Chinese People’s Attitude is Cause for Optimism: His Holiness the Dalai Lama
|His Holiness the Dalai Lama delivers a lecture at Central Hall at Westminster, in London, REUTERS/Kirsty Wiggleswort/Pool|
New York, 28 May: His Holiness the Dalai Lama today praised the Chinese people’s positive outlook on Tibetan culture and said it was a source of optimism for the future of Tibet and China.
His Holiness was answering a question from the audience after his lecture on “A Human Approach to World Peace” at Westminster Central Hall in London.
The lecture was organised by The Temenos Academy, and attended amongst others by the Prince of Wales and the Duchess of York.
The Duchess of York, who is also a trustee of the Tibet House in London, told reporters later that she was moved to tears by the Dalai Lama’s wider perspective on things.
His Holiness said economic reforms in China, coupled with grassroots level interest in Tibet and its Buddhist culture among the Chinese people, particularly the intellectual and business community, was helping to create conditions for the resolution of the Tibetan problem.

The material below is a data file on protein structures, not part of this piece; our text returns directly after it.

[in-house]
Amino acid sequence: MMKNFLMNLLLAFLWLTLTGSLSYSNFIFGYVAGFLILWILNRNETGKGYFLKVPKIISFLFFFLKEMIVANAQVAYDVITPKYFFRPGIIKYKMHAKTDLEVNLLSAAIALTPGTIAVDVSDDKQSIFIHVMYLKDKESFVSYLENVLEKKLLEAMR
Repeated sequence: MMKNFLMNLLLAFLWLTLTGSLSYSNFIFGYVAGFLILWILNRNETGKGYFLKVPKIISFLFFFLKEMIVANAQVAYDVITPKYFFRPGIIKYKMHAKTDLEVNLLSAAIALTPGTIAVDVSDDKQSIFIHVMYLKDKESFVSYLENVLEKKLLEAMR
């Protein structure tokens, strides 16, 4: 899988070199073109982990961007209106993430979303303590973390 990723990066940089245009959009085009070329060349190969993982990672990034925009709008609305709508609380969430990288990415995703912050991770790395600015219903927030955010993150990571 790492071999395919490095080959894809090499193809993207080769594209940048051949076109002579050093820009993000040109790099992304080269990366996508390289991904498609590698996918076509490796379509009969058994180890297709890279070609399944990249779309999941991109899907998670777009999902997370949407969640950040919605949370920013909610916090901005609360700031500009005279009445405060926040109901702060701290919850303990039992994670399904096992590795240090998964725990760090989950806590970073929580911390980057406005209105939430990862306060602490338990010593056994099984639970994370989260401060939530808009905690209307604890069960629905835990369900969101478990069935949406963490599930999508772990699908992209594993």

But Tibet still needs international support, he said.
Reiterating his position that he would be happy for Tibet to remain part of China as long as the Chinese government respected Tibetan culture, His Holiness said ordinary Chinese people are convinced that he is seeking genuine autonomy, rather than independence, for Tibet.
“But the leadership still pretends that it is not convinced.”
Grassroots level movement, he declared, is the only effective way to bring about changes in the world.
“I think positive change or evolution on a global scale will not come through UN resolution or summits of leaders; a change must come from the grass roots.”
He expressed happiness with the growing opposition to the war in Iraq, saying it is a positive sign of change in people’s views about war.
Speaking on the interdependent nature of phenomena, His Holiness stressed the need to analyze every event and development from a wider perspective.
It is wrong to blame Saddam Hussein alone for everything that has gone wrong. Dictators are bad, no doubt, he said, but the important thing is to make efforts to change the wider global situation which produces such people.
His Holiness once again stressed the need to promote compassion to effect such a change.
“We need to develop a culture of non-violence and dialogue through education.”
His Holiness called for a school curriculum that requires children to resolve their conflicts with each other through dialogue.